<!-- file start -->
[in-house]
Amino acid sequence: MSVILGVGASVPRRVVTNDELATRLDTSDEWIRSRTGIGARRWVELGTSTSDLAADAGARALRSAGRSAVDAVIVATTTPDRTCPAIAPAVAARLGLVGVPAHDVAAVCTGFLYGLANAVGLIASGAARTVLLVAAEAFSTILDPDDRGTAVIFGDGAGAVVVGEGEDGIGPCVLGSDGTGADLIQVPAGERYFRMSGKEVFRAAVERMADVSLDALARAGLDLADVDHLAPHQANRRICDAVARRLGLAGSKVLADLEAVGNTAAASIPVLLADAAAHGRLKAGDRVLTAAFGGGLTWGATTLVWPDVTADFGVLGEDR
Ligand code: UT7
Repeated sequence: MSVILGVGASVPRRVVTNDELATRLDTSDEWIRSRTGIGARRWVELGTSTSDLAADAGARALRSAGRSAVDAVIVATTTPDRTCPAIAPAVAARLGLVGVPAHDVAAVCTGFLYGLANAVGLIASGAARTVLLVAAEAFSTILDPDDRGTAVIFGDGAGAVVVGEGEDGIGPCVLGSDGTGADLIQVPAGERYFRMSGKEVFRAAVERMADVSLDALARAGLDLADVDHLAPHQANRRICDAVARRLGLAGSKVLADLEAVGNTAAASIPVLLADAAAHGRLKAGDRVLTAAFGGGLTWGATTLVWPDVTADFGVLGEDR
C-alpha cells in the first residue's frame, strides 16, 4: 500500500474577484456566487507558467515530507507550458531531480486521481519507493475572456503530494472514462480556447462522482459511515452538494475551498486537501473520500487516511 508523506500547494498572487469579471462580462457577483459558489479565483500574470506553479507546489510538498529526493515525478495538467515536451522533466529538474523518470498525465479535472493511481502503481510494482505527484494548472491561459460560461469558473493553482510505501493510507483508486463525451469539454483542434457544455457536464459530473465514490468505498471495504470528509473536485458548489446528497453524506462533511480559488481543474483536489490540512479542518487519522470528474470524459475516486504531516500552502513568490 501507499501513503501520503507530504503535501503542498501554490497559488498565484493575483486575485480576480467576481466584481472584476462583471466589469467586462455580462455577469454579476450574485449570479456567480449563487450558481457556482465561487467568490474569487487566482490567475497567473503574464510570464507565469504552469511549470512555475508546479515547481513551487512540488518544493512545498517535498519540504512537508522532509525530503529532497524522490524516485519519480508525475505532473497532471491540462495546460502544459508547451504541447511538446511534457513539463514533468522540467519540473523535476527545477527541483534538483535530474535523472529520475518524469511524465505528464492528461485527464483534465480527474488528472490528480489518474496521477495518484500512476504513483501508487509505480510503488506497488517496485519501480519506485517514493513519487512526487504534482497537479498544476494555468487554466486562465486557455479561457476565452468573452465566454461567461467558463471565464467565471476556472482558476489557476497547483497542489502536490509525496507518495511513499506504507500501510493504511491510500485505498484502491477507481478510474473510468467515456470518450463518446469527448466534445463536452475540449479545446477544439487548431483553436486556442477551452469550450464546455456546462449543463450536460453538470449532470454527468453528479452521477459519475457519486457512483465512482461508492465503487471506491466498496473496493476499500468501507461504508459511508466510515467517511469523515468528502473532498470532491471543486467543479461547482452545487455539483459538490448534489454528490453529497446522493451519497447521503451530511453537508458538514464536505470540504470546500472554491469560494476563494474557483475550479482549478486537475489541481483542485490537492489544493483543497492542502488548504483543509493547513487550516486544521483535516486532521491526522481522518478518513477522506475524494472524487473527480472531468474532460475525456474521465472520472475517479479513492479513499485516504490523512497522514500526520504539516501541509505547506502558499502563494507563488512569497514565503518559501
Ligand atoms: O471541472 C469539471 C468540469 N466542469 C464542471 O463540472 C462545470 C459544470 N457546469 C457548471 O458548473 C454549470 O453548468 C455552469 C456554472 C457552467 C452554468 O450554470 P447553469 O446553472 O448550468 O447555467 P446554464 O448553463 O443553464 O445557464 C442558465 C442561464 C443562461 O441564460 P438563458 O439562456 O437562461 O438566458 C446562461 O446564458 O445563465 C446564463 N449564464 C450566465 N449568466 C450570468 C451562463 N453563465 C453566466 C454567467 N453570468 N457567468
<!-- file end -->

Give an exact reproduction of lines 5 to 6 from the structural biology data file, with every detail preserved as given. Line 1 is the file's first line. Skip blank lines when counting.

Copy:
C-alpha cells in the first residue's frame, strides 16, 4: 500500500474577484456566487507558467515530507507550458531531480486521481519507493475572456503530494472514462480556447462522482459511515452538494475551498486537501473520500487516511 508523506500547494498572487469579471462580462457577483459558489479565483500574470506553479507546489510538498529526493515525478495538467515536451522533466529538474523518470498525465479535472493511481502503481510494482505527484494548472491561459460560461469558473493553482510505501493510507483508486463525451469539454483542434457544455457536464459530473465514490468505498471495504470528509473536485458548489446528497453524506462533511480559488481543474483536489490540512479542518487519522470528474470524459475516486504531516500552502513568490 501507499501513503501520503507530504503535501503542498501554490497559488498565484493575483486575485480576480467576481466584481472584476462583471466589469467586462455580462455577469454579476450574485449570479456567480449563487450558481457556482465561487467568490474569487487566482490567475497567473503574464510570464507565469504552469511549470512555475508546479515547481513551487512540488518544493512545498517535498519540504512537508522532509525530503529532497524522490524516485519519480508525475505532473497532471491540462495546460502544459508547451504541447511538446511534457513539463514533468522540467519540473523535476527545477527541483534538483535530474535523472529520475518524469511524465505528464492528461485527464483534465480527474488528472490528480489518474496521477495518484500512476504513483501508487509505480510503488506497488517496485519501480519506485517514493513519487512526487504534482497537479498544476494555468487554466486562465486557455479561457476565452468573452465566454461567461467558463471565464467565471476556472482558476489557476497547483497542489502536490509525496507518495511513499506504507500501510493504511491510500485505498484502491477507481478510474473510468467515456470518450463518446469527448466534445463536452475540449479545446477544439487548431483553436486556442477551452469550450464546455456546462449543463450536460453538470449532470454527468453528479452521477459519475457519486457512483465512482461508492465503487471506491466498496473496493476499500468501507461504508459511508466510515467517511469523515468528502473532498470532491471543486467543479461547482452545487455539483459538490448534489454528490453529497446522493451519497447521503451530511453537508458538514464536505470540504470546500472554491469560494476563494474557483475550479482549478486537475489541481483542485490537492489544493483543497492542502488548504483543509493547513487550516486544521483535516486532521491526522481522518478518513477522506475524494472524487473527480472531468474532460475525456474521465472520472475517479479513492479513499485516504490523512497522514500526520504539516501541509505547506502558499502563494507563488512569497514565503518559501
Ligand atoms: O471541472 C469539471 C468540469 N466542469 C464542471 O463540472 C462545470 C459544470 N457546469 C457548471 O458548473 C454549470 O453548468 C455552469 C456554472 C457552467 C452554468 O450554470 P447553469 O446553472 O448550468 O447555467 P446554464 O448553463 O443553464 O445557464 C442558465 C442561464 C443562461 O441564460 P438563458 O439562456 O437562461 O438566458 C446562461 O446564458 O445563465 C446564463 N449564464 C450566465 N449568466 C450570468 C451562463 N453563465 C453566466 C454567467 N453570468 N457567468